Well, the Bat is good at disguises.
Jim had suggested the diner. This early in the morning they would be unlikely to run into any paparazzi.
Spending time together like an ordinary couple was a precious thing. Bruce straightened up as Rosie brought their meals.
The smell of freshly-cooked eggs and sausage was mouth-watering, and Jim dug in. Bruce took a bite of egg and his eyes lit up. “Mmm, the red pepper really adds something to it!”
“You should tell Alfred.”
Bruce took a bite of bacon and crunched noisily. “I think I will. I’m allowed to make suggestions, just not to actually cook.”
Jim grinned. “Not much in the kitchen, eh?”
“A disaster,” Bruce said ruefully.
Jim laughed. He took a bite of juicy sausage and said, “Remind me to keep you out of the kitchen. Unless I have you bent over the table,” he added so low that only Bruce could hear him.
Bruce’s eyes sparkled and he crunched more bacon. “You like things spicy?”
Jim was glad to see his lover in such a good mood, though there were circles under his eyes. He lived a fast life, trying to keep up as Bruce Wayne during the day at Wayne Enterprises and with parties, balls, and charity events at night, and patrolling as Batman.
Jim always worried about Bruce out there alone on the streets. Sure, he had excellent back-up in Alfred and Lucius and even himself, who could be with him at times, but not all the time. He was afraid that Bruce would burn out quickly with this dangerous double life, or a stray bullet or lucky shot end it all in some dirty alley, with no there to help.
He took a sip of coffee and resolved to enjoy the rest of their breakfast together while ‘40s music played in the background.
They spoke of incidental things, Bruce’s appetite ravenous. Jim liked seeing him so relaxed. The radio blared an ad: “Come one, come all, fun for the whole family! Elephants, clowns, the daring trapeze artists…!”
“Nice name for the place,” Bruce said. “Is it the Bluebird of Happiness?”
Jim laughed. “Probably because the place opens real early, and birds are up early.” He ate his last bite of sausage. “Birds bring happiness, right?”
“You mean as opposed to bats?”
Jim smirked. “Birds sing and fly around, and bats hang around in the gloom.”
“Ha, ha.” Bruce speared a piece of sausage. “Well, it is the first day of spring. The robins should be flying around.” As if on cue, a red-breasted bird flew by the window. “See?”
When Bruce finished his breakfast, he called Rosie over.
“How’s the pie here?”
Bruce gave her a dazzling smile. “Lemon, please.”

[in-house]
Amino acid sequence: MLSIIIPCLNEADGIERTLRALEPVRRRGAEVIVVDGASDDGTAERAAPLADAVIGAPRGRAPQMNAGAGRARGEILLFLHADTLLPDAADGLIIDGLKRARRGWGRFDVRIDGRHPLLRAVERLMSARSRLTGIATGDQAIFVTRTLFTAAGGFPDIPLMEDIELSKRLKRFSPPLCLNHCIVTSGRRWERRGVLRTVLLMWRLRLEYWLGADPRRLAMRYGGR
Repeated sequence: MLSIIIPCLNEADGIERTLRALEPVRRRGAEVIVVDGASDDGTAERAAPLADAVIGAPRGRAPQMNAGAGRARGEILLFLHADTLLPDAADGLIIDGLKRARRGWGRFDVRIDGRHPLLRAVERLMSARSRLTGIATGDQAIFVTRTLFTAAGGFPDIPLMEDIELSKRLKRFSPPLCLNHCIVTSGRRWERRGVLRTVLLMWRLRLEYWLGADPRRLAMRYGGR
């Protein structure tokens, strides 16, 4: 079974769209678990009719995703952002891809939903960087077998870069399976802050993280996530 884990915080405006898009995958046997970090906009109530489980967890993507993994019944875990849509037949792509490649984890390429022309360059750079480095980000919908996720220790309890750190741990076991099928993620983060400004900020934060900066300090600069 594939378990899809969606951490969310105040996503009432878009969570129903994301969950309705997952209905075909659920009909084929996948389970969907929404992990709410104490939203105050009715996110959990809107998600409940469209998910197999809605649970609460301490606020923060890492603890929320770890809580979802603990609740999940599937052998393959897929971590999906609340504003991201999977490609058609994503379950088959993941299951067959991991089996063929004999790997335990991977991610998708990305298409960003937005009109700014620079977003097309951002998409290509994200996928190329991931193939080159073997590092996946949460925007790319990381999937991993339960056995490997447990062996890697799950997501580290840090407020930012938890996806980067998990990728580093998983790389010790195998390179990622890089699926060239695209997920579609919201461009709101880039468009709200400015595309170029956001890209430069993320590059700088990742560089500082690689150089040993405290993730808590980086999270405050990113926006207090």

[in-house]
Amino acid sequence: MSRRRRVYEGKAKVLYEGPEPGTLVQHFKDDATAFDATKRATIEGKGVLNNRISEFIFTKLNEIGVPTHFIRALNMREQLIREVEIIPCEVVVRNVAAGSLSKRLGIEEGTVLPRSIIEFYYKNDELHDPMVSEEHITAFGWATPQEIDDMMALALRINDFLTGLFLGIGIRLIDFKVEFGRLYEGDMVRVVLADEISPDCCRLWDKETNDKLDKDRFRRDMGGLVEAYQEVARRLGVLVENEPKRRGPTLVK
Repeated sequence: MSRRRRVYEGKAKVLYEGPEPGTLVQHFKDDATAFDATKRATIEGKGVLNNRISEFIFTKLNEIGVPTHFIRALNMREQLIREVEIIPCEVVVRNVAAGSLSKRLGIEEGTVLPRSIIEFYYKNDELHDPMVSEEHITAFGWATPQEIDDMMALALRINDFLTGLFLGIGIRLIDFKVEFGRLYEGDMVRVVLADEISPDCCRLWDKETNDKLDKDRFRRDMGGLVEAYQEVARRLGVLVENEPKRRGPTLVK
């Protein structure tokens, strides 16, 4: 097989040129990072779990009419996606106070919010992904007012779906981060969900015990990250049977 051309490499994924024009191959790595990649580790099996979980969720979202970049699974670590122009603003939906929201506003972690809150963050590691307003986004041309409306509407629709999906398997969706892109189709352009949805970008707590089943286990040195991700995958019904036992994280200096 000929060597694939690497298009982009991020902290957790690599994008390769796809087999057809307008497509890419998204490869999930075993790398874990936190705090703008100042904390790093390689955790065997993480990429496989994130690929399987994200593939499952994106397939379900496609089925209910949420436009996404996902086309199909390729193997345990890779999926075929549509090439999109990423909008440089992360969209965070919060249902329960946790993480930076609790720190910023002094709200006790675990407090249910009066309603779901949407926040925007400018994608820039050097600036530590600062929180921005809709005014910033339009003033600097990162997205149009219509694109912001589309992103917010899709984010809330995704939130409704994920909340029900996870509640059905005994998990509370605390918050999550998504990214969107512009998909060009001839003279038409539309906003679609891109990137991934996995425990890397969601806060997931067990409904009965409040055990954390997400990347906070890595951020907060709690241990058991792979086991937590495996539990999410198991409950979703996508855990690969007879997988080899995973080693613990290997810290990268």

She nodded. “Commish?”
“What the hell? Cherry.”
“You got it.” She winked at Jim and tapped Bruce’s arm. “Keep this one, Jimbo.”
Jim grinned at Bruce’s blush as Rosie laughed and went to get the pie.
He finished his coffee while Bruce smiled at him. This time it was Bruce who played footsie under the table, Jim hiding his smile behind his mug.
Rosie brought the slices of pie and Bruce took a bite, his eyes widening slightly. “Excellent!”
She laughed. “Charlie’s mom will be glad to hear that. She makes all our pies.”
“She’s a wonder.”
Rosie laughed again. “I’ll pass along your compliments.”
Bruce eagerly devoured the pie, Jim watching in amusement as he ate his own at a more sedate pace.
“You being disloyal to Alfred?”
Bruce snickered. “If Alfred ate this pie, he’d be disloyal, too.”
Jim couldn’t blame him. His cherry pie had a flaky crust that melted in his mouth, and the cherries were sweet and juicy. He knew that the lemon had just the right amount of tartness.
He enjoyed the blissful look on Bruce’s face.
You’re a lucky bastard, Gordon.
Very lucky. After his divorce from Barbara and his kids going with her back home to Boston, he missed having kids around and rattling around an empty house. Bruce had come along at just the right time to fill his empty days.
“You know, Zucco’s got his fingers in every pie around here,” Bruce commented, waving his fork.
“I overheard some things while on the docks last night. He has a pretty good protection racket going on with the local merchants. And one of the stevedores thought that he might even be shaking down that circus that just set up their tents outside of Gotham.”
“Wow, that’s greedy. That circus isn’t one of the big ones, just a mom-and-pop. Or Pop Haly, anyway.”
Bruce swallowed another bite of pie. “I think I’ll go check things out tonight at the performance. Drift around, see what I can hear.”
“Good idea.” Jim looked regretfully at his watch. “And now I have to go into the office.” He stood, leaving payment for both meals and a generous tip for Rosie. He put his hand on Bruce’s shoulder. “Will I see you tonight?”
Bruce patted his hand with a smile. “Right after the show.”
Jim squeezed his shoulder and walked out, calling out goodbyes to Rosie and Charlie.
He turned up his collar as the sun’s rays created bright patterns on the brick walls of the warehouses, and bounced off the chrome of The Bluebird Diner.
It promised to be a bright day, and who knew what the evening would bring?
He headed for his car as Bruce happily finished his lemon pie in the diner.